Labor as a monitor of the CEO: A Power Game of Outsourcing
Jongmoo Jay Choi, Temple University, Philadelphia
23rd Mar 2012 11:30 am - Room 214/215, H69 - Economics and Business Building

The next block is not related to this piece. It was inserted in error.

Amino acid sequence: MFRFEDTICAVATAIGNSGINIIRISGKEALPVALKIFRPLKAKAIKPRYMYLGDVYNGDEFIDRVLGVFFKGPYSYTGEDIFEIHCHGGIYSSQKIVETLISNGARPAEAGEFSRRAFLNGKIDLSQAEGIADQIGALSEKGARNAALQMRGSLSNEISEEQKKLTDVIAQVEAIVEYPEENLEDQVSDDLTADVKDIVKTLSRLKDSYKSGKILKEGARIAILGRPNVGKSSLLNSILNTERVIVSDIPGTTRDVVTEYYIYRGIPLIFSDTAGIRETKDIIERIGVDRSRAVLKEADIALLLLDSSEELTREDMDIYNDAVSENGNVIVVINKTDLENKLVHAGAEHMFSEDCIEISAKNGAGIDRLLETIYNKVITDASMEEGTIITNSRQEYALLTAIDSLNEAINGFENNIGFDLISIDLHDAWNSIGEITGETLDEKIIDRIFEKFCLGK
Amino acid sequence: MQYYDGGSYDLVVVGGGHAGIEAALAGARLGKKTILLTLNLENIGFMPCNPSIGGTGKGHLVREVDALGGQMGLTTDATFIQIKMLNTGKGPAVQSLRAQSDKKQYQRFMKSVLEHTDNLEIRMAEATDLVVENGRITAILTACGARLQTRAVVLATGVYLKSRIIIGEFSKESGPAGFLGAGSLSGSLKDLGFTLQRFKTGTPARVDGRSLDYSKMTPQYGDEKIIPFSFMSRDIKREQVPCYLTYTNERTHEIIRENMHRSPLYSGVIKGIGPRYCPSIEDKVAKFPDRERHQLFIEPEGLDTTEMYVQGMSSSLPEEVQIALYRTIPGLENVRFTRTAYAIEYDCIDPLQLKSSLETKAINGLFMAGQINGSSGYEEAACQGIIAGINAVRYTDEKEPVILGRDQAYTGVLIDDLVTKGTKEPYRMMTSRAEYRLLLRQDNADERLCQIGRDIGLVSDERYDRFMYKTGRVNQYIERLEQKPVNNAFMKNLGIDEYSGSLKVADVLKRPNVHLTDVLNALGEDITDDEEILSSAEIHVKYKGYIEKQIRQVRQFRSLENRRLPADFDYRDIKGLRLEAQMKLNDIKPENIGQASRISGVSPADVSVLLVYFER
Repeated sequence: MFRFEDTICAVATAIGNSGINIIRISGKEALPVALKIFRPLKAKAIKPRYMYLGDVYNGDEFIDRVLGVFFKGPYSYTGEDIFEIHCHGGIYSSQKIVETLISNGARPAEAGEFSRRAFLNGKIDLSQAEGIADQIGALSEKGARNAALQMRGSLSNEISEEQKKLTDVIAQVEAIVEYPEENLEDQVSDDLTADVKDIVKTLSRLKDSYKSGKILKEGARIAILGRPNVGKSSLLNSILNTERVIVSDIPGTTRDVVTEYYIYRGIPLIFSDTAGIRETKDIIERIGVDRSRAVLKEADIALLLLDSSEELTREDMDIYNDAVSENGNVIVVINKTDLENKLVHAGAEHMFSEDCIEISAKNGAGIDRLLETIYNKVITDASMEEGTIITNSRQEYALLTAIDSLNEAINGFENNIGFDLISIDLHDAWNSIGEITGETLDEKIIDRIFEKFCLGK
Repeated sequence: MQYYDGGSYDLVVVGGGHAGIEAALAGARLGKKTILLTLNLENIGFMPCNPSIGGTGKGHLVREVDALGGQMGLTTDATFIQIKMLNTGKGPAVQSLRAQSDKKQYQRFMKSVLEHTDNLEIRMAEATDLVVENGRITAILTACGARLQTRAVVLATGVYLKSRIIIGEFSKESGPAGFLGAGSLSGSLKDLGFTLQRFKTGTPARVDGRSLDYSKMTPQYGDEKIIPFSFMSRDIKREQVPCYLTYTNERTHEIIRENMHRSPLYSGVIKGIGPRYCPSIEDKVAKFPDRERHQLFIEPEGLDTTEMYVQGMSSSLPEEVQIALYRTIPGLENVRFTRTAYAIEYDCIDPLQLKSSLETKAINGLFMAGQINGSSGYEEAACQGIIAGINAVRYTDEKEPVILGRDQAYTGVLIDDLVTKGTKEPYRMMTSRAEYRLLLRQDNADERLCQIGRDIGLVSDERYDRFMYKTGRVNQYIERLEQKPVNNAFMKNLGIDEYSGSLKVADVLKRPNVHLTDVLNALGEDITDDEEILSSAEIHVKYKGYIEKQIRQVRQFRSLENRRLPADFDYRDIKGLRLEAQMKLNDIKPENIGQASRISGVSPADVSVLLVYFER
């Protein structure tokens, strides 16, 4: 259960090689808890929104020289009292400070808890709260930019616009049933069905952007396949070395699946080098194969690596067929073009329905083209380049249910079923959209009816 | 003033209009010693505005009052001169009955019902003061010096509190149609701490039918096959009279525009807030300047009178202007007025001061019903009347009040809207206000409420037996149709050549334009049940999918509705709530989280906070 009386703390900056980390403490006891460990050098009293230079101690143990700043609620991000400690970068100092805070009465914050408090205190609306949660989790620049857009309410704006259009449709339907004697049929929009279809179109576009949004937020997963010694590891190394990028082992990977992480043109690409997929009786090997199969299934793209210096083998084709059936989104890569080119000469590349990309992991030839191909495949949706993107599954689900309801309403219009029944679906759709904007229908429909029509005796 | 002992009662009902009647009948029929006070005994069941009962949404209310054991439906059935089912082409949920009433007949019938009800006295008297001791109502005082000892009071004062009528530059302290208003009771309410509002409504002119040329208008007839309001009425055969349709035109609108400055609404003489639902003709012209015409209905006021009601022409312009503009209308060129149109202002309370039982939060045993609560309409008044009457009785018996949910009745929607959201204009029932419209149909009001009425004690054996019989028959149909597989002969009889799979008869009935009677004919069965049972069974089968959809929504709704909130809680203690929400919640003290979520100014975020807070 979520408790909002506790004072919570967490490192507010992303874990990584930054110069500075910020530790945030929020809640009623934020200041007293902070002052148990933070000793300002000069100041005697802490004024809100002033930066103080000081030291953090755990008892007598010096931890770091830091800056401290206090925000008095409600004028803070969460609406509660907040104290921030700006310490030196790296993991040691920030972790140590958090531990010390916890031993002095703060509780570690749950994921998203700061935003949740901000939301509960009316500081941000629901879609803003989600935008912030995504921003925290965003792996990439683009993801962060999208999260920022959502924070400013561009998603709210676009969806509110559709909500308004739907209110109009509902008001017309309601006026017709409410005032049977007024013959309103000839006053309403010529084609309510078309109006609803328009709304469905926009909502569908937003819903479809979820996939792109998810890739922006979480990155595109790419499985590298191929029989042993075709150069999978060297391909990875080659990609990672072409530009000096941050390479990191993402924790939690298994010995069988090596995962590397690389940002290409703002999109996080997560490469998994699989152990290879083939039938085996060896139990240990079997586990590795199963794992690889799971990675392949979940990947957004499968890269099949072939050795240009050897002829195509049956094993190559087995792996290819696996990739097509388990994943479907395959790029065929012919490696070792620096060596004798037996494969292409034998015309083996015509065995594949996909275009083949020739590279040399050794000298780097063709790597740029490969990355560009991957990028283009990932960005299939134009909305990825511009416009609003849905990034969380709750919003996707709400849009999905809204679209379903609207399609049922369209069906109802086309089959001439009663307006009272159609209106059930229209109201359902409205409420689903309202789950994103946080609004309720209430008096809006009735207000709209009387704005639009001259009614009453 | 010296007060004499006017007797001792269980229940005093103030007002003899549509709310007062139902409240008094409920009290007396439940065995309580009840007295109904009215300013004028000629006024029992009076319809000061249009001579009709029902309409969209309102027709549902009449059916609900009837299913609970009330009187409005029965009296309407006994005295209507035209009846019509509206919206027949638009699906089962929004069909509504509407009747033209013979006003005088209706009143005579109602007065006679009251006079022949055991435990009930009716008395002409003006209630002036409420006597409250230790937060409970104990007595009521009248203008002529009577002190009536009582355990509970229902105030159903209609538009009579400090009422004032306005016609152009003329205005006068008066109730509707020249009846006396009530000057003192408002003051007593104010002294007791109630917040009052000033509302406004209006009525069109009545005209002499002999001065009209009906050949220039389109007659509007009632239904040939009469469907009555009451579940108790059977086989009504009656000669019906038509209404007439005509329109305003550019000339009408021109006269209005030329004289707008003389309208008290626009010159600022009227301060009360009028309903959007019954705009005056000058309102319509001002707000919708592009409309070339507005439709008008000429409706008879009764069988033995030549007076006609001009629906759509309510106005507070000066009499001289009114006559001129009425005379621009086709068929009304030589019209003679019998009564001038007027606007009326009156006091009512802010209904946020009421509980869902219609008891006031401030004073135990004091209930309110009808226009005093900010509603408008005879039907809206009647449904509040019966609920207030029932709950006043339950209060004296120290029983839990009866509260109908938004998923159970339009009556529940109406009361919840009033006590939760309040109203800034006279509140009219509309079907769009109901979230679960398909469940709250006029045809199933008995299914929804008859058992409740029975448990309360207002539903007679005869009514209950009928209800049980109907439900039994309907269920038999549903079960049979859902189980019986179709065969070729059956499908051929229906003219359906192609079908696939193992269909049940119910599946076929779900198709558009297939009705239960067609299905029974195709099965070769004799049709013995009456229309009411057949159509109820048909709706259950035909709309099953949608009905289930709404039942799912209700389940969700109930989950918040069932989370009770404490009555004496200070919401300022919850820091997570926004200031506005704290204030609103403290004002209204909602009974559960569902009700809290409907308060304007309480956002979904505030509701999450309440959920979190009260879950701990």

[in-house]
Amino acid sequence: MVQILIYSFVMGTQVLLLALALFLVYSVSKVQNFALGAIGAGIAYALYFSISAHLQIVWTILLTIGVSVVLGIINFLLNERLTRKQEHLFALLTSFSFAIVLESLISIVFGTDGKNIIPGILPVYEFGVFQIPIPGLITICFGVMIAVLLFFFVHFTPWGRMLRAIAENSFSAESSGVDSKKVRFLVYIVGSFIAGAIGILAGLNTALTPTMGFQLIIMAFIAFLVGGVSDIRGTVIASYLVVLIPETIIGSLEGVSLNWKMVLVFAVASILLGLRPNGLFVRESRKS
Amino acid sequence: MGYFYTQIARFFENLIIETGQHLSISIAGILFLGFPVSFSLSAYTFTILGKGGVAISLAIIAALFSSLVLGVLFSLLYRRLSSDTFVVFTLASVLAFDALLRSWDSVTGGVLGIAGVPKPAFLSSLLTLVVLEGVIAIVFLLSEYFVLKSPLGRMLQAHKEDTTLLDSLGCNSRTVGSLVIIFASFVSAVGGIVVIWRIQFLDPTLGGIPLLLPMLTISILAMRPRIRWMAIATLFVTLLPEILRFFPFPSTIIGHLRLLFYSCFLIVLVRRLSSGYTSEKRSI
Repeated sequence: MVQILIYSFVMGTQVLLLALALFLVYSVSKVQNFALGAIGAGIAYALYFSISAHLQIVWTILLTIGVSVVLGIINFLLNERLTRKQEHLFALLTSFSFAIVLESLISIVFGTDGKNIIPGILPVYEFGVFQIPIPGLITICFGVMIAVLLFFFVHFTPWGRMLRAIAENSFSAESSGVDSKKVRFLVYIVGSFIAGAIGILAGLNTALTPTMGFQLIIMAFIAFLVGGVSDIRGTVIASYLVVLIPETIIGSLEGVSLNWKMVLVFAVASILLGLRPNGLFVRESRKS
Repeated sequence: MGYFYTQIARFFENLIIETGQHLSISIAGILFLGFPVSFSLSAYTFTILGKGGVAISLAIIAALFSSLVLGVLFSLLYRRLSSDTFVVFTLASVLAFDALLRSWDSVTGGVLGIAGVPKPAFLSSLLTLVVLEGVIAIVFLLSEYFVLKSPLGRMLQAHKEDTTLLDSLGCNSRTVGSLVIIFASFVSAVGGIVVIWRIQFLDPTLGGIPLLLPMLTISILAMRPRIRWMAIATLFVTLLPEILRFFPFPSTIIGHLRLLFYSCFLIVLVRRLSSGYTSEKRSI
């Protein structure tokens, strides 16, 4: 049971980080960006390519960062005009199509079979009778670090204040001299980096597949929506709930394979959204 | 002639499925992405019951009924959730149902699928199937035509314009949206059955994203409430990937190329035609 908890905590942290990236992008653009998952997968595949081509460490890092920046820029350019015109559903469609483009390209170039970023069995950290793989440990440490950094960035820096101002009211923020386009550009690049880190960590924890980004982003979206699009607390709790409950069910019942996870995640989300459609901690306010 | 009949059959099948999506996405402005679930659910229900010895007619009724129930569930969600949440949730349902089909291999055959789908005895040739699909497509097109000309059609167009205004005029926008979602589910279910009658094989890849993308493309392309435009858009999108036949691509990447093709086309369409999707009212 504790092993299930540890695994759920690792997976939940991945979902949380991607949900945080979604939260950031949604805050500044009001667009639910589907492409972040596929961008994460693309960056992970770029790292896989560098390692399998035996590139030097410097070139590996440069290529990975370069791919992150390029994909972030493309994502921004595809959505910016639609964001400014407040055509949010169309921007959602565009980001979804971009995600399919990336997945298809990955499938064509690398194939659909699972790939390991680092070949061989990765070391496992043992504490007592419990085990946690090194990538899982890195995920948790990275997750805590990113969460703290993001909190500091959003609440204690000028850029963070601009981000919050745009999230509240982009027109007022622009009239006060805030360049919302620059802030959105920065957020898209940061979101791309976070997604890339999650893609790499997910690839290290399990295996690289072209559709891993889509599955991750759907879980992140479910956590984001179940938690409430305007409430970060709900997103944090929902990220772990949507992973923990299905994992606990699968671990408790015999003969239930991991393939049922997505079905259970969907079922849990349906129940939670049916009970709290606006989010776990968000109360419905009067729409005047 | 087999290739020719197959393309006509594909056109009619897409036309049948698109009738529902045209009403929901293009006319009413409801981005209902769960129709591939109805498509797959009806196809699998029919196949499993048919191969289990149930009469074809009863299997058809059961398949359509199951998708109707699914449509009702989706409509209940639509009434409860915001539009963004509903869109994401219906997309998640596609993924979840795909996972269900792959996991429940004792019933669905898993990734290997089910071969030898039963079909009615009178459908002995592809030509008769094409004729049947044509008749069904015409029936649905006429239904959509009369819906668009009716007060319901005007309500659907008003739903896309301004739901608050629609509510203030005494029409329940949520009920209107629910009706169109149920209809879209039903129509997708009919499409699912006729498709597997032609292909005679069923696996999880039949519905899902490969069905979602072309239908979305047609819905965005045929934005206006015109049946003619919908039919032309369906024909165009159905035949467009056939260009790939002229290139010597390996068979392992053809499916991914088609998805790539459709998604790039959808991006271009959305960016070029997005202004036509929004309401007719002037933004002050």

Consistent with a stakeholder model, we propose a power play hypothesis that the CEO power is balanced by labor that can monitor the CEO behavior. We develop a theory of a cooperative power game between the CEO and labor in corporate outsourcing, and test the model's predictions concerning the decision to outsource, division of profit, and post-outsourcing firm performance using a sample of 162 outsourcing deals by U.S. firms during 1992-2005. In accord with the model, a firm is more likely to outsource the greater is CEO power, the greater is the firm's production cost, and the more homogeneous is the industry; the greater is CEO power, the greater is the CEO's share of profits. And the outsourcing decision does not affect the CEO's share of profits, and CEO power is positively related to post-outsourcing performance. Interestingly poor prior firm performance moderates power dynamics between the CEO and labor. The implication is that in addition to the traditional governance mechanisms such as board, institutional investors or banks, labor can also be an effective managerial monitor when the firm undergoes a major restructuring.